U.S. Fed to hold rates low as economy slowly improves

A television indicates that the Fed will keep interest rates unchanged on the floor of the New York Stock Exchange in New York on Tuesday

Interest rates will be held in the range of 0-0.25 per cent for an extended period in anticipation of “low rates of resource utilization, subdued inflation trends, and stable inflation expectations”, the United States Federal Reserve’s said

Interest rates will be held in the range of 0-0.25 per cent for an extended period in anticipation of “low rates of resource utilization, subdued inflation trends, and stable inflation expectations”, the United States Federal Reserve’s said today.

Following the Fed’s announcement, equity markets closed at an 18-month high and US Treasury yields declined, according to reports.

The Fed’s Federal Open Market Committee, which last met in January, hinted at improving conditions in the U.S. economy, pointing out that business spending on equipment and software rose “significantly” and household spending expanded moderately. However the latter remained constrained by high unemployment, modest income growth, lower housing wealth, and tight credit, the FOMC cautioned.

The FOMC added a note of explanation on its efforts to bolster the mortgage finance market through credit securities purchases. “To provide support to mortgage lending and housing markets and to improve overall conditions in private credit markets, the Federal Reserve has been purchasing $1.25 trillion of agency mortgage-backed securities and about $175 billion of agency debt,” it said.

Commenting on the overall macroeconomic picture the FOMC said that economic activity continued to strengthen and that “the labor market is stabilizing”. However, it added that employers remain reluctant to add to payrolls. With substantial resource slack continuing to restrain cost pressures and longer-term inflation expectations stable, inflation is likely to be subdued for some time.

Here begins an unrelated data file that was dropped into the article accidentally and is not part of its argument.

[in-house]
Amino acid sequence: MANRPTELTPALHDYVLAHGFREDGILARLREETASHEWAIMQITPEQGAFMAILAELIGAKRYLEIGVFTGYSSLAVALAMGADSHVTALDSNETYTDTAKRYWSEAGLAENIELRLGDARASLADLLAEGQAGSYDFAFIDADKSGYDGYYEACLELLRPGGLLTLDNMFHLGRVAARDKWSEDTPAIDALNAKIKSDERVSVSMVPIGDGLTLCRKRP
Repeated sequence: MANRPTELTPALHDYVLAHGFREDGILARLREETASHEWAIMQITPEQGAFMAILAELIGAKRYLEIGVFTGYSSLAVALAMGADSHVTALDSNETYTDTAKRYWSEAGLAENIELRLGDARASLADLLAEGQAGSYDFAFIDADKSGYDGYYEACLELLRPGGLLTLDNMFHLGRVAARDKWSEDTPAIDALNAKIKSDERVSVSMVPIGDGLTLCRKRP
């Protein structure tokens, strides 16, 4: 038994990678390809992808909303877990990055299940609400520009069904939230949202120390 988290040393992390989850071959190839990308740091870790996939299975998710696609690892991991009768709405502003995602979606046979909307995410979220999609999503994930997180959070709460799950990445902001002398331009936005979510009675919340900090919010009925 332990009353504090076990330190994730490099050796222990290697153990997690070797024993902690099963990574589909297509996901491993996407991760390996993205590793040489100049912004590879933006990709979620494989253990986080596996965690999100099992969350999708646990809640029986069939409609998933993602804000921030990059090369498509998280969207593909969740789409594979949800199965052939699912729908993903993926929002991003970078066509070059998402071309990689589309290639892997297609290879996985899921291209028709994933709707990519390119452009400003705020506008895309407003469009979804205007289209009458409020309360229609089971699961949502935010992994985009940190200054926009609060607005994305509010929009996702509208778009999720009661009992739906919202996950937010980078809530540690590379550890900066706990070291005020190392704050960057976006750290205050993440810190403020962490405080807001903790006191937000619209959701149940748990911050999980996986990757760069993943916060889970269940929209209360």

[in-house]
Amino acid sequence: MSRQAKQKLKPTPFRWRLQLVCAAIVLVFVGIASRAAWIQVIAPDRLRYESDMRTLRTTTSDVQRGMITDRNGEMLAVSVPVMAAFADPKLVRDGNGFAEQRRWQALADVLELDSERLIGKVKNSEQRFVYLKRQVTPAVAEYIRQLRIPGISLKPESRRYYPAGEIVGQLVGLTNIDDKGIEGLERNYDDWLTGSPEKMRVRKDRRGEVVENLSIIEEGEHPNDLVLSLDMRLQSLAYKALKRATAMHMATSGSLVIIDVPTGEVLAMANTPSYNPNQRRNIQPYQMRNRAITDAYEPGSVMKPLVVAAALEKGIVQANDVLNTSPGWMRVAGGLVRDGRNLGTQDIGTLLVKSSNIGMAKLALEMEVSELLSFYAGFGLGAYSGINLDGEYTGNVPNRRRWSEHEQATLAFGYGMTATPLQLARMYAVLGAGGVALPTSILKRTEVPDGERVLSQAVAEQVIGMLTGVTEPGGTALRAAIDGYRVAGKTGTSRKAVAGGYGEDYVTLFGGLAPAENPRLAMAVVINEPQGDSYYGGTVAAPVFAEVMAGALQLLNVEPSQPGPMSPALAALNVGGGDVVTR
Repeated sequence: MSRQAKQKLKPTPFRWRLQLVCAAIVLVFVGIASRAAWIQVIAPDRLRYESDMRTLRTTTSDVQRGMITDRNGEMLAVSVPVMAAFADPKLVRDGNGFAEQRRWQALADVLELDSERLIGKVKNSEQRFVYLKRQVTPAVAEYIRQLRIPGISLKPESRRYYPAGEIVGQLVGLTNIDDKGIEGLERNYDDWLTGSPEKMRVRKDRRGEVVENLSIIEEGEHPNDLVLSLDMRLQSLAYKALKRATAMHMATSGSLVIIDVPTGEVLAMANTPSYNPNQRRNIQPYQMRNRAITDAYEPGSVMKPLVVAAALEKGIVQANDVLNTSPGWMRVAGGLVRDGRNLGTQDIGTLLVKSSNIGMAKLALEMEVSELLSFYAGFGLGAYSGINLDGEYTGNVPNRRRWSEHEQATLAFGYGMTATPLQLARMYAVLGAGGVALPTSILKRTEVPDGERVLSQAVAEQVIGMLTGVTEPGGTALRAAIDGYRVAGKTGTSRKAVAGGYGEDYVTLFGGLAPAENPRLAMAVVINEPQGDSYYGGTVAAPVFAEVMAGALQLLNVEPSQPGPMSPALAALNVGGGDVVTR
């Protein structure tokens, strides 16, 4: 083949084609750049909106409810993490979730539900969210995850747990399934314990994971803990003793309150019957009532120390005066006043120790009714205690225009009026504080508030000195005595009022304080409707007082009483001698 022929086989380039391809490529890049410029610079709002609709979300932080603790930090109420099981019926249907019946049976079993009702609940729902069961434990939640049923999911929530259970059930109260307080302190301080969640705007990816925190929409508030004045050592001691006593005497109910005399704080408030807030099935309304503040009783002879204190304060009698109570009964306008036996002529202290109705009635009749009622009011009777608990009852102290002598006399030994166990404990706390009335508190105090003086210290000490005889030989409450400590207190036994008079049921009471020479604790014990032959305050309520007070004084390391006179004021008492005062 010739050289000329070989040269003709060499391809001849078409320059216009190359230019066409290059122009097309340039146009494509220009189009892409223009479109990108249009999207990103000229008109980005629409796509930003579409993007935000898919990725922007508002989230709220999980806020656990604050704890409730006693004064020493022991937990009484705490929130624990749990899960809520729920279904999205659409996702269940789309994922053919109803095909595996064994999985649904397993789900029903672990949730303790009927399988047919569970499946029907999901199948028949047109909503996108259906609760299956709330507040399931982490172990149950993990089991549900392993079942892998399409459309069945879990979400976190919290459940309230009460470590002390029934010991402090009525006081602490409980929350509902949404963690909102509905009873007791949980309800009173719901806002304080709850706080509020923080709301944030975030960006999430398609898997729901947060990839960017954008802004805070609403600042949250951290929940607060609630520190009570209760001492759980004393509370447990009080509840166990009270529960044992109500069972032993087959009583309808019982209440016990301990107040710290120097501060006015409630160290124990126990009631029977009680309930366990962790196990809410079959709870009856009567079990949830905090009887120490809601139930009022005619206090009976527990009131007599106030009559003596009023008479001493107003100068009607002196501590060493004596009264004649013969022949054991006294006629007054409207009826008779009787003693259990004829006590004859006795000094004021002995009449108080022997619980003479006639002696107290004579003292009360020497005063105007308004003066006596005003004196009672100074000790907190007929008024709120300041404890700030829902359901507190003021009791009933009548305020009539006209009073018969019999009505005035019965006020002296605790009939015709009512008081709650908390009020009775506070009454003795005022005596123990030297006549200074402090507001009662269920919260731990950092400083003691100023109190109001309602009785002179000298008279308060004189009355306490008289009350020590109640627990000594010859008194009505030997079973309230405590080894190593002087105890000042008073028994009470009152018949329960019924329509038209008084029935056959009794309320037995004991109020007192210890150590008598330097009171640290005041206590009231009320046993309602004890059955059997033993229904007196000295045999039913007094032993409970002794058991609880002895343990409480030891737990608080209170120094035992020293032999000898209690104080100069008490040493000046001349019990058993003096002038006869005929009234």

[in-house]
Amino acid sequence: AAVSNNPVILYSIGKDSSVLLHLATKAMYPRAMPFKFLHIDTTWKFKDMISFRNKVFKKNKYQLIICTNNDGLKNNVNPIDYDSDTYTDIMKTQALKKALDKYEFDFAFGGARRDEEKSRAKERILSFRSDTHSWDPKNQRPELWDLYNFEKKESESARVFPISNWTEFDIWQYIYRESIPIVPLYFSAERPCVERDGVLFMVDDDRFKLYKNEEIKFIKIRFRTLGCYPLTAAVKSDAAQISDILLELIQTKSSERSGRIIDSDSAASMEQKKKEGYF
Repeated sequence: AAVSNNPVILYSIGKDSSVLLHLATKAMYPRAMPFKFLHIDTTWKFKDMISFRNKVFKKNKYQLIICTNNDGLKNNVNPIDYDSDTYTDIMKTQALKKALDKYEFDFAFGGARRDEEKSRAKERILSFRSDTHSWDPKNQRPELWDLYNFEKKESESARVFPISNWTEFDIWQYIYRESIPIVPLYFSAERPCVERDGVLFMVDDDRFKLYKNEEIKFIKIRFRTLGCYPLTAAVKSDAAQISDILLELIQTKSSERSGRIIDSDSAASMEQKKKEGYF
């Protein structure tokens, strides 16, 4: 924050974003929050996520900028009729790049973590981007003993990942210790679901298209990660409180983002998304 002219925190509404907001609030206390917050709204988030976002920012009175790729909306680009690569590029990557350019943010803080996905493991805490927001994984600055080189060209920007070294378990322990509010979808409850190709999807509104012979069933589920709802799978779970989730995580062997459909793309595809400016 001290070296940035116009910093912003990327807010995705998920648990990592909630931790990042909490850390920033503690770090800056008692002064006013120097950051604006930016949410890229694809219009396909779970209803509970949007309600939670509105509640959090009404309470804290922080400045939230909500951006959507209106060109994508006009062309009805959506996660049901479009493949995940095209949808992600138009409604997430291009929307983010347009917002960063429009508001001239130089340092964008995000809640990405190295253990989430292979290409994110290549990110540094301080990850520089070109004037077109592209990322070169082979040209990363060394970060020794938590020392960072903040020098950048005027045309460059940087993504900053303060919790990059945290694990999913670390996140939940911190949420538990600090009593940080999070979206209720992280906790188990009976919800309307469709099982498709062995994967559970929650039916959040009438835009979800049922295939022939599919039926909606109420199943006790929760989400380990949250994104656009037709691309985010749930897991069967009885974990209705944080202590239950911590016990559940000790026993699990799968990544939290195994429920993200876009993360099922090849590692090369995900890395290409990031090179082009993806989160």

Nine out of ten members of the FOMC voted for the FOMC to hold rates low. The one dissent vote came from Thomas M. Hoenig, who held that “continuing to express the expectation of exceptionally low levels of the federal funds rate for an extended period was no longer warranted because it could lead to the build-up of financial imbalances and increase risks to longer-run macroeconomic and financial stability.”

SBI hints interest rates may rise from Q2 next fiscal

The country’s largest lender State Bank of India on Tuesday hinted that lending rates may rise from the second quarter of fiscal 2010 -11, even though there is no immediate pressure on interest rates.

“So far as bank lending rates are concerned, I do not expect lending rates going up before May – June,” SBI Chairman O. P. Bhatt told reporters here.

He said money supply is under pressure, but interest rates will remain stable in immediate future.

“(There is) pressure on liquidity, but no immediate pressure on interest rates,” Mr. Bhatt said.

In its monetary review recently, the RBI asked banks to keep more cash with it, which will shrink money supply by Rs. 36,000 crore from the system.

The apex bank’s move to hike Cash Reserve Ratio (CRR), portion of deposits banks kept in cash with the central bank, by 75 basis points to 5.75 per cent will come into effect from February 13 in two tranches.

Earlier, the largest private sector lender, ICICI Bank CEO and MD Chanda Kochhar had also said that there would be upward pressure on interest rates from the second quarter of this fiscal, because demand for investment would increase.

Mr. Bhatt added that its associate bank SBI Indore will be merged into it by March-end.

The government and the SBI Board has already given in- principle approval to the merger. SBI Saurashtra has already been merged into the parent company.

Mr. Bhatt also said the SBI sees loan expansion at the rate of 16 -18 per cent this fiscal. “We are already at 17 per cent,” he said.

The RBI has also projected credit expansion target at 16 -18 per cent for this fiscal.